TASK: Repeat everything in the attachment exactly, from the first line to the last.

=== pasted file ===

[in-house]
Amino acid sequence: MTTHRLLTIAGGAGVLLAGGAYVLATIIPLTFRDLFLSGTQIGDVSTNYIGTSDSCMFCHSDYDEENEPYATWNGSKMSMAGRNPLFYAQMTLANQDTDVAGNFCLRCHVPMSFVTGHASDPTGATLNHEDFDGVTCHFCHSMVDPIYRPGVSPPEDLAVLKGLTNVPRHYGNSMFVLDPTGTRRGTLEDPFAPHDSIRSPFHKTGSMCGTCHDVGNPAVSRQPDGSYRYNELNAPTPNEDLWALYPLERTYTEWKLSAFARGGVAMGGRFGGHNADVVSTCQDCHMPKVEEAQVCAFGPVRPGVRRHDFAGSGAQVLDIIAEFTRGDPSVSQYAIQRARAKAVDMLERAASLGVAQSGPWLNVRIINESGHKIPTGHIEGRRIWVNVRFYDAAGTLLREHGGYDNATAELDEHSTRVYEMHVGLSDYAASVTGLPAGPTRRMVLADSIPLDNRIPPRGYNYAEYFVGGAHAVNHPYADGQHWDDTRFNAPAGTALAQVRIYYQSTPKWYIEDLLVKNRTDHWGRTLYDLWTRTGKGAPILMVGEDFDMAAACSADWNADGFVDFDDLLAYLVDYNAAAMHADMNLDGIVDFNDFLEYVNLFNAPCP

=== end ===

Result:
[in-house]
Amino acid sequence: MTTHRLLTIAGGAGVLLAGGAYVLATIIPLTFRDLFLSGTQIGDVSTNYIGTSDSCMFCHSDYDEENEPYATWNGSKMSMAGRNPLFYAQMTLANQDTDVAGNFCLRCHVPMSFVTGHASDPTGATLNHEDFDGVTCHFCHSMVDPIYRPGVSPPEDLAVLKGLTNVPRHYGNSMFVLDPTGTRRGTLEDPFAPHDSIRSPFHKTGSMCGTCHDVGNPAVSRQPDGSYRYNELNAPTPNEDLWALYPLERTYTEWKLSAFARGGVAMGGRFGGHNADVVSTCQDCHMPKVEEAQVCAFGPVRPGVRRHDFAGSGAQVLDIIAEFTRGDPSVSQYAIQRARAKAVDMLERAASLGVAQSGPWLNVRIINESGHKIPTGHIEGRRIWVNVRFYDAAGTLLREHGGYDNATAELDEHSTRVYEMHVGLSDYAASVTGLPAGPTRRMVLADSIPLDNRIPPRGYNYAEYFVGGAHAVNHPYADGQHWDDTRFNAPAGTALAQVRIYYQSTPKWYIEDLLVKNRTDHWGRTLYDLWTRTGKGAPILMVGEDFDMAAACSADWNADGFVDFDDLLAYLVDYNAAAMHADMNLDGIVDFNDFLEYVNLFNAPCP